Why do we take normal samples?

Hey everyone!I have a problem on understanding on an intuitively level some things in statistics and therefore I wish that you could help me.My question is about samples.

When we want to make some conclusions about a population we take a sample from the normal distribution. Why do we want our sample to be normal?
Where does this help us?
Why don't we take a sample from other distributions, such as the t-distribution which is similar to the normal?


Fortran must die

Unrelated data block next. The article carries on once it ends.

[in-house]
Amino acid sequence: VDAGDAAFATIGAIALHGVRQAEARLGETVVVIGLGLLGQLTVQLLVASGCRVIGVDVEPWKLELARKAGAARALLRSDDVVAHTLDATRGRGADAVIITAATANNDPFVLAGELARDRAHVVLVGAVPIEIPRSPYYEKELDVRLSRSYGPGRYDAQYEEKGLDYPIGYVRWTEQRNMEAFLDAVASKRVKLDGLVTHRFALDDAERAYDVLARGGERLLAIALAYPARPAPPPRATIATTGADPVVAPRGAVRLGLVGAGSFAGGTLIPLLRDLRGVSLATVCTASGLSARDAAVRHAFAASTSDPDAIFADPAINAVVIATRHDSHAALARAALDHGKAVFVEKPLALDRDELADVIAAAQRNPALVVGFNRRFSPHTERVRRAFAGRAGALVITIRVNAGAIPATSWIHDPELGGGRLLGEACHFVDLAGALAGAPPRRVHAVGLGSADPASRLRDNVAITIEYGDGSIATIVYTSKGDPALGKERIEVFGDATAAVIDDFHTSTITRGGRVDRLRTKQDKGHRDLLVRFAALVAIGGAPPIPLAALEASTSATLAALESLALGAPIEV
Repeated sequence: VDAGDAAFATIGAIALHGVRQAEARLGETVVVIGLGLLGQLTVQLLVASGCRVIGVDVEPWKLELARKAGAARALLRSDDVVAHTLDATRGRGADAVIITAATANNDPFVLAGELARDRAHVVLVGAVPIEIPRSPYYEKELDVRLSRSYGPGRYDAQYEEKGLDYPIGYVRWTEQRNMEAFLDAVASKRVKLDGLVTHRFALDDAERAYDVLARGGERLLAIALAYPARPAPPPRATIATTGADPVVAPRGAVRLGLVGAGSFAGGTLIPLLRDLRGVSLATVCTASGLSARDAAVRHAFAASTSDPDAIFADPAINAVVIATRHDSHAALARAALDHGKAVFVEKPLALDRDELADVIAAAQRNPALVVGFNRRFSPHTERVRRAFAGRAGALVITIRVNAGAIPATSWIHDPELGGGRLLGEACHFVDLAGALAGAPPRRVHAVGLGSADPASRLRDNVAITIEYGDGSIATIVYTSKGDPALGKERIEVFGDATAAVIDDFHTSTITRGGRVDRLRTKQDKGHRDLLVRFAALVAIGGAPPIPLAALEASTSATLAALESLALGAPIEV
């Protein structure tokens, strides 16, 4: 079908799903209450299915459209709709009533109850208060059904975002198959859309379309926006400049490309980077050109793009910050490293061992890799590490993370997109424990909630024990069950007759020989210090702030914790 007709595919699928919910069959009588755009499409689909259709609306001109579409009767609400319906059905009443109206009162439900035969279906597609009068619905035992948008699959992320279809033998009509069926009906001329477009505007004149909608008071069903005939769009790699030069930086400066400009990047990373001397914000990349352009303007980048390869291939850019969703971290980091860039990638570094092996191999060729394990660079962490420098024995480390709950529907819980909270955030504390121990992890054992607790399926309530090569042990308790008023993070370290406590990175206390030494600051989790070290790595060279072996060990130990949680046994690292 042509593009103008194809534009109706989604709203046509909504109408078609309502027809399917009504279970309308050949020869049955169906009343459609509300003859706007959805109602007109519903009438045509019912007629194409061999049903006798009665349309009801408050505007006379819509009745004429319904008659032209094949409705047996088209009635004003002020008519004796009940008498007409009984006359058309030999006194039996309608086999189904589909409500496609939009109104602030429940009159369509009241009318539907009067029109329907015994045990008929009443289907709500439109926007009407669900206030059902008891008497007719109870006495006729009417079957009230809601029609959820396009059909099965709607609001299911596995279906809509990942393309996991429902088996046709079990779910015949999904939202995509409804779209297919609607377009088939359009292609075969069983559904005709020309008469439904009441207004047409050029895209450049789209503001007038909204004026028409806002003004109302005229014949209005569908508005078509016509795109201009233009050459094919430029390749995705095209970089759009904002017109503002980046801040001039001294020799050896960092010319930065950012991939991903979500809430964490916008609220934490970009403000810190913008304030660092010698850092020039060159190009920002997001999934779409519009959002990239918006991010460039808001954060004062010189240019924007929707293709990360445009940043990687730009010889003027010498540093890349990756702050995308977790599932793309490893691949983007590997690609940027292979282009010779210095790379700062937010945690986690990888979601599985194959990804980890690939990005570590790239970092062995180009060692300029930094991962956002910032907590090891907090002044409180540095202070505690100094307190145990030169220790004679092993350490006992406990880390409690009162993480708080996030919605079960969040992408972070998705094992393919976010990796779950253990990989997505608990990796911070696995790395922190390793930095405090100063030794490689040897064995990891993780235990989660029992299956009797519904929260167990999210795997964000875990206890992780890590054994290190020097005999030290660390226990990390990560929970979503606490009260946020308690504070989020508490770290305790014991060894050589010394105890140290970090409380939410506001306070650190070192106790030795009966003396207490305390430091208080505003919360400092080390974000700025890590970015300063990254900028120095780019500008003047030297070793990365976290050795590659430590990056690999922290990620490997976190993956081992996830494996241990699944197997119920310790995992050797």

Actually we don't take a sample from a normal distribution. We take it from whatever distribution the population we sample from happens to be. We assume, often, that the distribution is normal, because that is mathematically convenient. But that does not make the sample or population distribution normal. And if the real population is not normal, and that is common, the statistics we use that assume a normal distortion will be wrong to some extent. This is particularly obvious with outlier analysis which commonly assumes normal distribution - when the distribution is not normal the outliers you generate won't really be outliers from the actual population you sampled from.

With large samples normality rarely if ever matters because statistics are asymptotically correct even with non-normality (this is tied in part to the central limit theorem).